Appeals Court misinterpreted Constitution’s uniformity clause, precedent
November 9, 2015 – Milwaukee, WI – The Wisconsin Supreme Court has decided to hear a case brought by City of Milwaukee firefighters and police against the City of Milwaukee challenging the legality of Milwaukee’s ordinance requiring employees to reside in Milwaukee.
The Wisconsin Institute for Law & Liberty asked the Supreme Court to consider the case after the Appeals Court erred in its review of precedent and misinterpretation of the constitution’s uniformity clause.
The lawsuit stems from a Wisconsin law passed in 2013 that prohibited residency requirements for municipal employees. The Legislature specifically intended for the law to apply to all counties and municipalities throughout Wisconsin and was not targeted at Milwaukee as the Appeals Court incorrectly asserted.
In its amicus brief supporting Supreme Court review, WILL noted that, “[R]esidency restrictions such as those long in force in Milwaukee (and dozens of other Wisconsin municipalities) are a vestige of urban “machine” politics dating back more than a century, used to shore up the political power of local politicians. By restricting city jobs to people who lived in the city, those machines guaranteed themselves a substantial voting bloc who would favor increased spending. In recent decades the legislatures of several nearby Midwestern states (Minnesota, Iowa, Michigan, and Ohio) have eliminated or greatly restricted such residency requirements.”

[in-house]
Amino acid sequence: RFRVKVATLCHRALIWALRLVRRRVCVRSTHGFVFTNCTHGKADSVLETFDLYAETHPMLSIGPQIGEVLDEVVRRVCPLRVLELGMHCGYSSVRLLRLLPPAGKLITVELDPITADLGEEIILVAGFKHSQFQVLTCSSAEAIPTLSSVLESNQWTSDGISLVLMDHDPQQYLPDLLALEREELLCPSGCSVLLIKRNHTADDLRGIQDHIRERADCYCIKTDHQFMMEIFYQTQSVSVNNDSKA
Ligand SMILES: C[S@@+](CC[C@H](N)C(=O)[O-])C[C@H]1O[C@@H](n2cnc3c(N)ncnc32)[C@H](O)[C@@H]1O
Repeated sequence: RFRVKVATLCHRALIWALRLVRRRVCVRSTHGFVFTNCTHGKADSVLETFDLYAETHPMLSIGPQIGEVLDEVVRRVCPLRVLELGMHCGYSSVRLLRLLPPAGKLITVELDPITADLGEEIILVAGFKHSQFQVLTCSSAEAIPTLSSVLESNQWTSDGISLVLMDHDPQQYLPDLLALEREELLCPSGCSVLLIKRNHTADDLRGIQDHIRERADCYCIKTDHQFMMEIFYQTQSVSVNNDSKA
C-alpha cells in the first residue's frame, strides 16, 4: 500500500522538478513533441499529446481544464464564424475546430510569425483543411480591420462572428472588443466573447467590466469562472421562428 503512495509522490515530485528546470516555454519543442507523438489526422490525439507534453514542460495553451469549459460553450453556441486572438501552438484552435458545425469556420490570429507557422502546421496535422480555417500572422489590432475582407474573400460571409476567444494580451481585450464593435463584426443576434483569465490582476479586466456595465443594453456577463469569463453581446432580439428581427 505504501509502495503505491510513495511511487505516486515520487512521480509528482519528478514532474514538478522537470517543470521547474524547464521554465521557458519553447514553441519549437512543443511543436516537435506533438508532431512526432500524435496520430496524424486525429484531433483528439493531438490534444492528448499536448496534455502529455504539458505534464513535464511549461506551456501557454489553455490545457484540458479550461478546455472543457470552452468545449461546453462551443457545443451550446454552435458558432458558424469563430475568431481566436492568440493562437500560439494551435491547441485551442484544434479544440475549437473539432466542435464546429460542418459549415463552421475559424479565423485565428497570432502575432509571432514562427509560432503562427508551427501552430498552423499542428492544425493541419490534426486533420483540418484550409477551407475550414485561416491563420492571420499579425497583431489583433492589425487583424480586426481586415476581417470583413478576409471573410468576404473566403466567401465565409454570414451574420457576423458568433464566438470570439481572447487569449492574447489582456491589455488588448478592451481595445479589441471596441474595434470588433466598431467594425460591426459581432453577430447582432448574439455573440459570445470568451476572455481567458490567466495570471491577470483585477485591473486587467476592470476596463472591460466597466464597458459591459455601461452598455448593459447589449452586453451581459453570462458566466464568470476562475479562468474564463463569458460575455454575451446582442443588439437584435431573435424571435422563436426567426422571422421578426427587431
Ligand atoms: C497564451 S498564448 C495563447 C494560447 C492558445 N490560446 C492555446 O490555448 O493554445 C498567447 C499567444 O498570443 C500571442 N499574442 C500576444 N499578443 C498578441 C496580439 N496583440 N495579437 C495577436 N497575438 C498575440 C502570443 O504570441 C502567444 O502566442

WILL Associate Counsel Tom Kamenick noted at the time of the request for Supreme Court review that, “The Appeals Court ignored precedent for analyzing whether a law is of ‘statewide concern’ and wrongly faulted the Legislature for actually taking into consideration objections to the measure by the City of Milwaukee.”
WILL President and General Counsel Rick Esenberg said that he was heartened that the Supreme Court has decided to look at the issue. “Municipalities ought not to be permitted to dictate where their employees live. If they want to attract middle class families, then they need to adopt a set of policies that make their town attractive for everyone.”
The Court will now accept briefs on the merits. WILL will once again support the rights of municipal employees to live where they want.
The case is Milwaukee Police Association v. City of Milwaukee (L.C.#2013CV5977).